Monday, April 03, 2006

10's complement- an algorithm to fast subtraction

Sometime is my life, I read about a numerical method for use in subtraction. It’s called the 10’s complement, and the mechanism allows the addition algorithm to perform subtraction, with a little modification.

A brief comparison of addition and subtraction algorithms will be compared:
For addition, the procedure is simple. Add the right most digits, and carry excess 10s over to the next digit and continue the addition process digit-by-digit till completion.

For subtraction, the procedure is not a simple right-to-left operation. The borrowing of deficient 10s is performed before the subtraction of the digits, and if there is a series of zeros in the number, the borrowing will have to continue left until a non-zero digit is reached, and all these zeros will have to be changed to nines. Subtraction operations require read and write operations that move in a zigzag fashion.

The 10’s complement addresses this annoying issue of zigzagging areas of attention by introducing a simple subtraction step before performing an addition step.

Illustrating with the following example:

5006002 – 209137

Doing it using the long subtraction way (the normal way):

Subtraction of the right-most digits require a borrowed 10 from the digits on the left, thus changing 3 digits on the left. The subtraction process then returns to the first digit and the progressing on to the next.

Of course, the borrowing of 3 digits is consists of 3 distinct steps. If the next number is not capable of providing a 10, in the case of a zero, then the subsequent number will have to be considered until the first non-zero is reached.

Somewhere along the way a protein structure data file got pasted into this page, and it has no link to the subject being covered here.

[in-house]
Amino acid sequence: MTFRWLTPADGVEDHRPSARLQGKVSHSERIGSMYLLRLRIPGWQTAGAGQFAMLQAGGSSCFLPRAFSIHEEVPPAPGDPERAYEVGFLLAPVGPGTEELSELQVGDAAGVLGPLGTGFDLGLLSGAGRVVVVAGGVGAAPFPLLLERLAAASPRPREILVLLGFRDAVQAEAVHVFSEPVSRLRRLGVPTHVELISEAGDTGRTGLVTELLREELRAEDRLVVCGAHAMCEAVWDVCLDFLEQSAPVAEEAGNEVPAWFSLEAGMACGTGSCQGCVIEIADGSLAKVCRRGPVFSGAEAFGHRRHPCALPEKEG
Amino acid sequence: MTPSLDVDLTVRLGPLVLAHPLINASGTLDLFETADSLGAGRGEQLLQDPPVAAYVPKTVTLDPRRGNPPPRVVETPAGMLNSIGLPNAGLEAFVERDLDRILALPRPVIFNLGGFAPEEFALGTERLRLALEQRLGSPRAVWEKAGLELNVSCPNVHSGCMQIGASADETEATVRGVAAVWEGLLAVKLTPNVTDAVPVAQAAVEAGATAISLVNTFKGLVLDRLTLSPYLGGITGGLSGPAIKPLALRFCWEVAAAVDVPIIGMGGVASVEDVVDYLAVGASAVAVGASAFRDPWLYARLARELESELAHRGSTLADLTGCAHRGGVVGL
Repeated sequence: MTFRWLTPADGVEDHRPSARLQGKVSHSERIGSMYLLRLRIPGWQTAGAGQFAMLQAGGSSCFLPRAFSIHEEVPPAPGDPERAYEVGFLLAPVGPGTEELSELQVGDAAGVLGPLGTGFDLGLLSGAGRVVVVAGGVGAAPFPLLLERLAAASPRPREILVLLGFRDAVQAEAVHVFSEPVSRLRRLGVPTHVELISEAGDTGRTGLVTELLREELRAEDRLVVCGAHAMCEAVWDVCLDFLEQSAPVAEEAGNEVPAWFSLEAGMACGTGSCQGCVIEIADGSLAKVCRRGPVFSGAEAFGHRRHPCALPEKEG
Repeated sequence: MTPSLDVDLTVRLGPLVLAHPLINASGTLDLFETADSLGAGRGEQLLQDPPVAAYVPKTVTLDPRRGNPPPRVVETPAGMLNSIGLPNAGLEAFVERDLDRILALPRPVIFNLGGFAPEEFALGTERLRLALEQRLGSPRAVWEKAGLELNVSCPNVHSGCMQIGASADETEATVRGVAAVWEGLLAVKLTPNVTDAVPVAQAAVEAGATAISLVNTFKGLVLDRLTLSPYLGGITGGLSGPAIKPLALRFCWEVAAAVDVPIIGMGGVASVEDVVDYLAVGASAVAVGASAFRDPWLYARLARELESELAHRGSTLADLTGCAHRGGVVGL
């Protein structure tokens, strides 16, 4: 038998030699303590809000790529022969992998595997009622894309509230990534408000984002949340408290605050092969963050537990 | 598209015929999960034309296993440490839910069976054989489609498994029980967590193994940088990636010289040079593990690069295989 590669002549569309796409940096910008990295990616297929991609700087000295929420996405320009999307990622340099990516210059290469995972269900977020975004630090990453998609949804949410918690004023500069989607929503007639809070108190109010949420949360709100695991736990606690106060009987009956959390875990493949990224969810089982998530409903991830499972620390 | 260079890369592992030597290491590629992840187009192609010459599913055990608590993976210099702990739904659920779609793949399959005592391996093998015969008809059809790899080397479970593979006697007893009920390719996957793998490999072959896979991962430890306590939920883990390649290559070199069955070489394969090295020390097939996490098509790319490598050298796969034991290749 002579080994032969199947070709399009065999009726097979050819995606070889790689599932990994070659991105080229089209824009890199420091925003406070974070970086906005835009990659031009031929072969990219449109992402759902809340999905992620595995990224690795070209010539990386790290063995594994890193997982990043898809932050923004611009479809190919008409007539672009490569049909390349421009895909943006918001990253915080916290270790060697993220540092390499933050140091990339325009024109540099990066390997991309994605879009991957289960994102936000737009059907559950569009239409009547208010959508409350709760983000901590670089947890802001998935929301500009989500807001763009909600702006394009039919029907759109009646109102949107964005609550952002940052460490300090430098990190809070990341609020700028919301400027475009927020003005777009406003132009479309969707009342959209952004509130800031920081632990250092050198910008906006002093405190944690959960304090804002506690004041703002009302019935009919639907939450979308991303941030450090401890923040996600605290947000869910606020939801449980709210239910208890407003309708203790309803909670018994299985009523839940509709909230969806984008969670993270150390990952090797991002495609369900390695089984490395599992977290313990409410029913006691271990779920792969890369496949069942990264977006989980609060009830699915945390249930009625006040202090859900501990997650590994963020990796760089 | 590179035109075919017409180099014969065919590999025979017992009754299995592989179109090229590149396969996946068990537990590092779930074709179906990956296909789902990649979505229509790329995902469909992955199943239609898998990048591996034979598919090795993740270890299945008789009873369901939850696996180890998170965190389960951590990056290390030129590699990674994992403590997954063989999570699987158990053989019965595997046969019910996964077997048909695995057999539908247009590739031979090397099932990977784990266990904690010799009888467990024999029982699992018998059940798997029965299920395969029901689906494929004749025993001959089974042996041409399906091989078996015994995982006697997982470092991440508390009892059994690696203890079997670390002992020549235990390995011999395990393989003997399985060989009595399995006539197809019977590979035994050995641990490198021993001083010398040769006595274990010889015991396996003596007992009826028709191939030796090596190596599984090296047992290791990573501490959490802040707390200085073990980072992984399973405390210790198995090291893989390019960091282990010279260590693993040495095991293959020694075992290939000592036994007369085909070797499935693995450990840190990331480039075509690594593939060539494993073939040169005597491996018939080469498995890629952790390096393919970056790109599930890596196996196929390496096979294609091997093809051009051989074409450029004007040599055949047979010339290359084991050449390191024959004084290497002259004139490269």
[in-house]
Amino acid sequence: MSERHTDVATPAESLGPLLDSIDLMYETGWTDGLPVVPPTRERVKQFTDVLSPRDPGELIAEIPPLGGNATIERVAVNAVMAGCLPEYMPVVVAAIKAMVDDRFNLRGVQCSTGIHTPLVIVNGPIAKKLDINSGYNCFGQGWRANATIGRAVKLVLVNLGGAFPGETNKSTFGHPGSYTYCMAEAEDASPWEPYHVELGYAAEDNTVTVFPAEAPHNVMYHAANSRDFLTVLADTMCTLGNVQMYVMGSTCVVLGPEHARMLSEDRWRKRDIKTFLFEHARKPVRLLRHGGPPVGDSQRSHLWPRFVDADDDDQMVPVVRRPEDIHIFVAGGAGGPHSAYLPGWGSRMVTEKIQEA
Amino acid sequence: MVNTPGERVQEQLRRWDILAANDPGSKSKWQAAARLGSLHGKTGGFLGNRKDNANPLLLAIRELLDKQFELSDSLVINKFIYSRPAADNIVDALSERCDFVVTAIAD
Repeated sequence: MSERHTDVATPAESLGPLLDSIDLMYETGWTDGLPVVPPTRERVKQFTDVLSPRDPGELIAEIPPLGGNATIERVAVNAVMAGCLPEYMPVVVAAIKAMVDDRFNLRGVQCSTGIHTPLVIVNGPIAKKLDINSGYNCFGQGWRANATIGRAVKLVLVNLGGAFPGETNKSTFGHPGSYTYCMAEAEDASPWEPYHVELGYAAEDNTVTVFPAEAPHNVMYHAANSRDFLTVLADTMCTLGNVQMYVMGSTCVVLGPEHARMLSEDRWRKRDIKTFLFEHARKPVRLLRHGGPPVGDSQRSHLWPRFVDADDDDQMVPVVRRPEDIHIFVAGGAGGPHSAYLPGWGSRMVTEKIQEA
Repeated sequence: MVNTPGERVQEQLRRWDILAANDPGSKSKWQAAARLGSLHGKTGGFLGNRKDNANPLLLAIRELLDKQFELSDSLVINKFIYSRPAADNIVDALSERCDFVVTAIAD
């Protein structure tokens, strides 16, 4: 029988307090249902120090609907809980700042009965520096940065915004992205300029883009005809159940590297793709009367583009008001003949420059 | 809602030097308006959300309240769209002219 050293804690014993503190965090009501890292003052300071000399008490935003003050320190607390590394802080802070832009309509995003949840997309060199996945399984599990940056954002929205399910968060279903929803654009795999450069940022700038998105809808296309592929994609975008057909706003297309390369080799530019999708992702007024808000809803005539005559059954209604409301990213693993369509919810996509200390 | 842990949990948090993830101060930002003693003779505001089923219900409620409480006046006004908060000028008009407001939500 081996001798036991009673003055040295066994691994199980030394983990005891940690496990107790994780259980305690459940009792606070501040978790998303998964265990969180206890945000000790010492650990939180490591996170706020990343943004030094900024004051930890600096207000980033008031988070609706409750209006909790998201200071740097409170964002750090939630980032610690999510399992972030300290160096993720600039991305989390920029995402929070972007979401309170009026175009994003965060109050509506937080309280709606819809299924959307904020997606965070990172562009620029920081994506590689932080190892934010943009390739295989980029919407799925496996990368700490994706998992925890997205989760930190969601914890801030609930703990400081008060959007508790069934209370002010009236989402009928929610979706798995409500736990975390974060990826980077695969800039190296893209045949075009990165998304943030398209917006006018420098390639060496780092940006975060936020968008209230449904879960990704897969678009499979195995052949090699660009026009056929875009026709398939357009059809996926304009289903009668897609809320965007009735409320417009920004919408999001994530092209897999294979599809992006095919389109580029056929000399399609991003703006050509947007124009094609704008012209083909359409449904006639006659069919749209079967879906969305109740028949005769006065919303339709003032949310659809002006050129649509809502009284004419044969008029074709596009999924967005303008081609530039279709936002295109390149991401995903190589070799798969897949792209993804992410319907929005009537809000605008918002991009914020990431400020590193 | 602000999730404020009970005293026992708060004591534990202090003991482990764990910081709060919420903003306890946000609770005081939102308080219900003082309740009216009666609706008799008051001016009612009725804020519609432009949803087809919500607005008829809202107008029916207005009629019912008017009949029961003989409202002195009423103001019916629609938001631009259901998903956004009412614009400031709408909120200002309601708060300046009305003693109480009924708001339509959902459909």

The fourth digits also require a borrowed 10, and another 3 digits on the left have to be modified before returning to the actual subtraction.

As one can see, the areas of consideration while going through the subtraction process moves in a saw tooth fashion with intermittent hops left and right.

The 10s complement takes advantage of the fact that 209137 (the subtrahend- the number that is to be removed from 5006002, the minuend) is 999999 – 790862.

209137 = 999999 – 790862
209137 = 999999 – 790862 + 1 – 1
209137 = 1000000 – 790862 – 1

With this in mind, the subtraction can be rewritten as follows:

5006002 – 209137 = 5006002 – (1000000 – 790862 – 1)
5006002 – 209137 = 5006002 + 790862 + 1 – 1000000

The actual calculation procedure is shown below. Doubtless, there are more steps compared to long subtraction, but the business of borrowing is completely eliminated.

First, the complement of the subtrahend is taken. Sufficiently many digits of 9s must be used as to match the longest string present in the calculation. This is to ensure that the end result can be obtained simply by truncating the most significant digit from the answer.

The minuend is then added to one and the complement of the subtrahend.

Finally, a power of 10 is removed from the sum. If the number of 9’s used in the complementing process is a good choice, this final subtraction is a mere removal of the leading 1, as is the case here.

The explanation and derivation is unwieldy, but when performed with a sheet of paper and a pencil, the 10s complement method is an extremely easy method to reliably calculate subtractions of large numbers.

When working with binary numbers, the complement method is even more effective. This can be justified by the fact that the 2’s complement of binary numbers is trivial to perform.

This is because the complement is done by taking the difference of each digit with the largest number available in the base system, in the case of binary, one.

Due to the fact that 1 – 0 = 1 and 1 – 1 =0, taking the complement of each digit is exactly the same as flipping 1’s to 0’s and vice versa.

Working with binary numbers, here is another example:

110110 – 101

111111 – 000101 = 111010 (bit flipping of the subtrahend, 101)

110110 + 111010 + 1 = 1110001
1110001 – 1000000 = 110001

Therefore, 110110 – 101 = 110001

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